To avenge himself, the Sultan of Acheh attacked Perak, landing at Bota Kanan at midnight. Perak was taken completely by surprise. Acheh carried off the Sultan of Perak and his entire family, including Puteri Limau Purut and her caperon Che Esah Gerbang.

Perak chiefs sent for Bendahara Garang Megat Mujanas, Megat Iskandar and his two brothers. Raja Mansur who at that time stationed at Intan was also called. It was decided to send the Bendahara Garang and his party to Acheh to negotiate for the safe return of the Royal Family and Raja Mansur to hold the fort during absence.

The Bendahara Garang was successful. He brought Puteri Limau Purut and the others back but Sultan Mukaddam mangkat in Acheh. He was interred in Acheh and was later known as Marhum Hilang Di-Acheh.

Keramat Panjang" Mausoleum

On the peak of Bukit Tempurung one of the three hills on Bukit China, in the direction of North East is the site of the Keramat Panjang Mausoleum. Among the thousands of chinese graves there exist until today a dozen of muslim graves on the top of this hill lock. It is believed that one of these graves belongs to a famous Achenese warrior known as Panglima Pidi who was killed together with his companion Syamsudin Al-Sumaratani during a failed attempt attacked against the Portuguese in the early 17th century. Start climbing from the side facing the Jalan Bukit Serindit and Jalan Puteri Hang Li Poh junction in the direction of South West to reach this site.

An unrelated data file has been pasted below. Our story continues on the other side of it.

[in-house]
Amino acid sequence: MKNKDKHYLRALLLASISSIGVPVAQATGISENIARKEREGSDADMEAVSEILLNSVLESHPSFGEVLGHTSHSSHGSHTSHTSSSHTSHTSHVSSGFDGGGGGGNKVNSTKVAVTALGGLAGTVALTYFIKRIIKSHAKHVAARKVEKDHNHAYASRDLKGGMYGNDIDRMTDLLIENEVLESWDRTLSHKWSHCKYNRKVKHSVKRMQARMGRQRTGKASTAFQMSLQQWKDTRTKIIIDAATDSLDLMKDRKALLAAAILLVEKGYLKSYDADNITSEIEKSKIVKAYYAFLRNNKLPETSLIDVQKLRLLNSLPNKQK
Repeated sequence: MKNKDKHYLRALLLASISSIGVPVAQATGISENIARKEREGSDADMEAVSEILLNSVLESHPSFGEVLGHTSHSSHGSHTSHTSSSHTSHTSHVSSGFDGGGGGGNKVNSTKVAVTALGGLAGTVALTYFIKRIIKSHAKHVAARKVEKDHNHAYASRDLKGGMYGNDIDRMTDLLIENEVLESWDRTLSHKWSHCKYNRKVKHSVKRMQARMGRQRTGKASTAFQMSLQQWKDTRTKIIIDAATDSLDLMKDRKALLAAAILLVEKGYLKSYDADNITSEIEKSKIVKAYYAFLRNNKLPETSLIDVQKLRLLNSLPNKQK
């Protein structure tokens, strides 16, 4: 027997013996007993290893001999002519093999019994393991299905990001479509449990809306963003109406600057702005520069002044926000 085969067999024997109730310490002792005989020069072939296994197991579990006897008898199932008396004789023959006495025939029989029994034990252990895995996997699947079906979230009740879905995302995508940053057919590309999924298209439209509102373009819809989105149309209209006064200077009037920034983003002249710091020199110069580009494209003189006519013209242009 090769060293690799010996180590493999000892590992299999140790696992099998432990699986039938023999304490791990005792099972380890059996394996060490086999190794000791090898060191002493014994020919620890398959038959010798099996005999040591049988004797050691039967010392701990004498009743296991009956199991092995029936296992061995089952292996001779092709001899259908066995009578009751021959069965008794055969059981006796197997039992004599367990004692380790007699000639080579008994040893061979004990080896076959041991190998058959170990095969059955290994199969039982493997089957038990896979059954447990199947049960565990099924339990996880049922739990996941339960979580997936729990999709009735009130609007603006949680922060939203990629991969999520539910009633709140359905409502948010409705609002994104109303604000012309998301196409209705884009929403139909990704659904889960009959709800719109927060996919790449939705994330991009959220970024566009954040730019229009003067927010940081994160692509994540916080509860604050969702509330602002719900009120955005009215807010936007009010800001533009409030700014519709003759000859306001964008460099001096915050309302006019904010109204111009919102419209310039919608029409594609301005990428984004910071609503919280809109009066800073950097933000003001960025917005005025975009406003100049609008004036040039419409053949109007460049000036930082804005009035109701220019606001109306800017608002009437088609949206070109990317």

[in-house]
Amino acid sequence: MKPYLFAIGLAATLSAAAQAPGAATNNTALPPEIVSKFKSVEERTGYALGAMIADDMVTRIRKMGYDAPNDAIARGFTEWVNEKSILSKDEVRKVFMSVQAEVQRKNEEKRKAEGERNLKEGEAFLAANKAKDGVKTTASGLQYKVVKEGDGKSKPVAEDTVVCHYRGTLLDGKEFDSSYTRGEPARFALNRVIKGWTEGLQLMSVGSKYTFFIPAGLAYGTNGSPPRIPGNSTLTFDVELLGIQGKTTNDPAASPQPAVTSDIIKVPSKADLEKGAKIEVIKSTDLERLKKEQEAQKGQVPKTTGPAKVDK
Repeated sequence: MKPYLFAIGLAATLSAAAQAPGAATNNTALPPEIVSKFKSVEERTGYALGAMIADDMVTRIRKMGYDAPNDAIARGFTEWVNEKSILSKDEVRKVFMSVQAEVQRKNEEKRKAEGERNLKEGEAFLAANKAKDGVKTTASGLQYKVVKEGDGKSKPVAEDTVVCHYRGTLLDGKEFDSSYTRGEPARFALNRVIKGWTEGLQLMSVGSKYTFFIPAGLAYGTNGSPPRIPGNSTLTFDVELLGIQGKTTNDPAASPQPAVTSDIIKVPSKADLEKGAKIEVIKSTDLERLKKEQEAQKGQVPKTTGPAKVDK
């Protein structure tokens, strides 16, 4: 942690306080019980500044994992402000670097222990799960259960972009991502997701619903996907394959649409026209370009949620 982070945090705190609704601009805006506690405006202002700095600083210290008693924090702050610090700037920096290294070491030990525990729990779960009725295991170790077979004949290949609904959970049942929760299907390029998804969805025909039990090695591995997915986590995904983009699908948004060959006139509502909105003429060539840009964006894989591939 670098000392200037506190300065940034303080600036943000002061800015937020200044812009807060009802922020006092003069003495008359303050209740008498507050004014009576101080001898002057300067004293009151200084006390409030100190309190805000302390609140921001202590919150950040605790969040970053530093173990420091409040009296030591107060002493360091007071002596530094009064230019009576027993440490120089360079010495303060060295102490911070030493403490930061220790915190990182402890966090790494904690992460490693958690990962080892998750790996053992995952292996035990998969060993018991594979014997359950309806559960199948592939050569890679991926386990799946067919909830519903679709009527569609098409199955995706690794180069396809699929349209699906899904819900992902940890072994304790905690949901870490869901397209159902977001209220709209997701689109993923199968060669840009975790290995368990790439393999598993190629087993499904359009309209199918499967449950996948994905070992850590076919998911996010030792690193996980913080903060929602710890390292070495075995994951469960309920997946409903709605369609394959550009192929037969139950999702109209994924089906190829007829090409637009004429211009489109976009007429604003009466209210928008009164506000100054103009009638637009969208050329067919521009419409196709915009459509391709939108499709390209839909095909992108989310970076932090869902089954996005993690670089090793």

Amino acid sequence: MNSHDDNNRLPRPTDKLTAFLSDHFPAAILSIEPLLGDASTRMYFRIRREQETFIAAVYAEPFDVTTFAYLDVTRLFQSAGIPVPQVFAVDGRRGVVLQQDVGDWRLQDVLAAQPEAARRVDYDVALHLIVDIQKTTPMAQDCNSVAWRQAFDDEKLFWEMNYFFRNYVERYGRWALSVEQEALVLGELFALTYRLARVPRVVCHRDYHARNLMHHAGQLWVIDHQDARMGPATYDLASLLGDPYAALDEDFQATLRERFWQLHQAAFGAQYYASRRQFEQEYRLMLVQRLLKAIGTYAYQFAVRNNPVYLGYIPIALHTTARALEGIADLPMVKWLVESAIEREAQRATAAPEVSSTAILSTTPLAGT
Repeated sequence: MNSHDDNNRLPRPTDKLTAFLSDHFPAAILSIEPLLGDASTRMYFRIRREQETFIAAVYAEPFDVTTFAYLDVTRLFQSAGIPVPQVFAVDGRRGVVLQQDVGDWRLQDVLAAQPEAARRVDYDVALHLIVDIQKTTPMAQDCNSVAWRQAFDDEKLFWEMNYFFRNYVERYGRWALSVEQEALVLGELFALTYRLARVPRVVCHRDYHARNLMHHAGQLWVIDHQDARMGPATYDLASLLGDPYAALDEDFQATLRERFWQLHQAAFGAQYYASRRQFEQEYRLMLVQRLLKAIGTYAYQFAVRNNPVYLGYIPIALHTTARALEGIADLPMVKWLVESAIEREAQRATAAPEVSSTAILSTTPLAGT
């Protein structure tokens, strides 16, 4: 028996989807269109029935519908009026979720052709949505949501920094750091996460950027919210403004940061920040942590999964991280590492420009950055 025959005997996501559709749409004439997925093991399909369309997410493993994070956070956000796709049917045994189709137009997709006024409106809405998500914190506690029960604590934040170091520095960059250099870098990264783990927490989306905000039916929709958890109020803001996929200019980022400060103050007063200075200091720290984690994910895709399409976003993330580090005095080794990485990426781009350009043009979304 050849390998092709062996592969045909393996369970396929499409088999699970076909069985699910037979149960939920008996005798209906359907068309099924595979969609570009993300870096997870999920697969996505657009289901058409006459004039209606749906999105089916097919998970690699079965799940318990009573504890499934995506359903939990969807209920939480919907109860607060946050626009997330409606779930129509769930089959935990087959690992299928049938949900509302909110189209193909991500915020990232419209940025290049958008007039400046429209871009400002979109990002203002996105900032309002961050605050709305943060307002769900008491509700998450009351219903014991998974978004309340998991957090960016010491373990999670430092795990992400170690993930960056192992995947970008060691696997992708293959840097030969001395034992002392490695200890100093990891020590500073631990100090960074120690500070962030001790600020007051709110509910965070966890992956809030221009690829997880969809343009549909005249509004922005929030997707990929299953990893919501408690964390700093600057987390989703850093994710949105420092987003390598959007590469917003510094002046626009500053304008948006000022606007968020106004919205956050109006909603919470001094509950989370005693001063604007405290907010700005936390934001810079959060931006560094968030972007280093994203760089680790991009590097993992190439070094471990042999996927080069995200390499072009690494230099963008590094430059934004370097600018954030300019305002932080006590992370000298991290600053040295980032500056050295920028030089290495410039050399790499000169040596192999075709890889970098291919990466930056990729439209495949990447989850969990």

(still under draft, to be continue...)

Related articles:
1. Malaysia orders Aceh refugees out, BBC dated 26 August 2008, http://news.bbc.co.uk/2/hi/asia-pacific/7582793.stm
2. The Historical Place of Acehnese: The Known and the Unknown(2007),by Graham Thurgood, California State University, Chico, USA, Presented in First International Conference of Aceh and Indian Ocean Studies, 24 – 27 February 2007
3. World Acehnese Association, http://www.waa-aceh.org/en/